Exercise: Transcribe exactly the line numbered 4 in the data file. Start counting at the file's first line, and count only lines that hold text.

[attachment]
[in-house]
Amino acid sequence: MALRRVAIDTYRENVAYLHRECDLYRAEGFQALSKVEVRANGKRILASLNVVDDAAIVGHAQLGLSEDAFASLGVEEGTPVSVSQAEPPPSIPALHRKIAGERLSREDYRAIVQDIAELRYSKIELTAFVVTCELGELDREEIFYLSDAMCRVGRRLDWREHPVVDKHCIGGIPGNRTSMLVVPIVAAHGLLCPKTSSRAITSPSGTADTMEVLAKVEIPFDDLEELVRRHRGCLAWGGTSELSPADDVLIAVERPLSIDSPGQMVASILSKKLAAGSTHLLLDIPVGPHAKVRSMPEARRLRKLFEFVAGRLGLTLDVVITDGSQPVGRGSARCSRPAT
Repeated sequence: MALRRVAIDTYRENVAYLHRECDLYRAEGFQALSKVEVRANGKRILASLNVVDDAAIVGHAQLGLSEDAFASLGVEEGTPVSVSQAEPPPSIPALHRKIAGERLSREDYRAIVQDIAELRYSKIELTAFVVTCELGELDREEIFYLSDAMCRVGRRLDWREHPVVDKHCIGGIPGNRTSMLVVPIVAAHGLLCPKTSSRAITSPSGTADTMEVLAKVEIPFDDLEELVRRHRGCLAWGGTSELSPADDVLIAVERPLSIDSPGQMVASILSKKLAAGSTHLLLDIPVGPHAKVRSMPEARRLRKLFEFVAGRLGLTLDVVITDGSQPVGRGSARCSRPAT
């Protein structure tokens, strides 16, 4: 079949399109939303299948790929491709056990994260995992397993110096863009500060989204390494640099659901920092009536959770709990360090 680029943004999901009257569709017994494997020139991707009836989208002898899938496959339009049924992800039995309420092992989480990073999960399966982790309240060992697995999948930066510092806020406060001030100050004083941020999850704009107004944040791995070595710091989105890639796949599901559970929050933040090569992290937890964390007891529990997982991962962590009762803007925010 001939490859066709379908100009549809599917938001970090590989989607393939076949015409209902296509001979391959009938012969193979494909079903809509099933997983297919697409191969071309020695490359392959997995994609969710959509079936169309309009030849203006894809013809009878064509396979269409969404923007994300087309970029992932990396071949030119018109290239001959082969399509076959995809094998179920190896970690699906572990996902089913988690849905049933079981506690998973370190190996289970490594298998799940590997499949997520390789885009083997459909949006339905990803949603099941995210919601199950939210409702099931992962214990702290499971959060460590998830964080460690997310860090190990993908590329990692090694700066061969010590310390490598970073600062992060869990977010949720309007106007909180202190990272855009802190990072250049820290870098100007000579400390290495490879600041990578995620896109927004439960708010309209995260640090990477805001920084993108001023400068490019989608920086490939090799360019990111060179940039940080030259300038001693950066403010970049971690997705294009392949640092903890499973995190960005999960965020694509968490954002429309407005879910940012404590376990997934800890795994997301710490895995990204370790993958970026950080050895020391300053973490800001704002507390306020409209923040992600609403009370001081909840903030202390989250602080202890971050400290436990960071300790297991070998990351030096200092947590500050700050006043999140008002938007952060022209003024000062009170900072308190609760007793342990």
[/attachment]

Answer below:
């Protein structure tokens, strides 16, 4: 079949399109939303299948790929491709056990994260995992397993110096863009500060989204390494640099659901920092009536959770709990360090 680029943004999901009257569709017994494997020139991707009836989208002898899938496959339009049924992800039995309420092992989480990073999960399966982790309240060992697995999948930066510092806020406060001030100050004083941020999850704009107004944040791995070595710091989105890639796949599901559970929050933040090569992290937890964390007891529990997982991962962590009762803007925010 001939490859066709379908100009549809599917938001970090590989989607393939076949015409209902296509001979391959009938012969193979494909079903809509099933997983297919697409191969071309020695490359392959997995994609969710959509079936169309309009030849203006894809013809009878064509396979269409969404923007994300087309970029992932990396071949030119018109290239001959082969399509076959995809094998179920190896970690699906572990996902089913988690849905049933079981506690998973370190190996289970490594298998799940590997499949997520390789885009083997459909949006339905990803949603099941995210919601199950939210409702099931992962214990702290499971959060460590998830964080460690997310860090190990993908590329990692090694700066061969010590310390490598970073600062992060869990977010949720309007106007909180202190990272855009802190990072250049820290870098100007000579400390290495490879600041990578995620896109927004439960708010309209995260640090990477805001920084993108001023400068490019989608920086490939090799360019990111060179940039940080030259300038001693950066403010970049971690997705294009392949640092903890499973995190960005999960965020694509968490954002429309407005879910940012404590376990997934800890795994997301710490895995990204370790993958970026950080050895020391300053973490800001704002507390306020409209923040992600609403009370001081909840903030202390989250602080202890971050400290436990960071300790297991070998990351030096200092947590500050700050006043999140008002938007952060022209003024000062009170900072308190609760007793342990």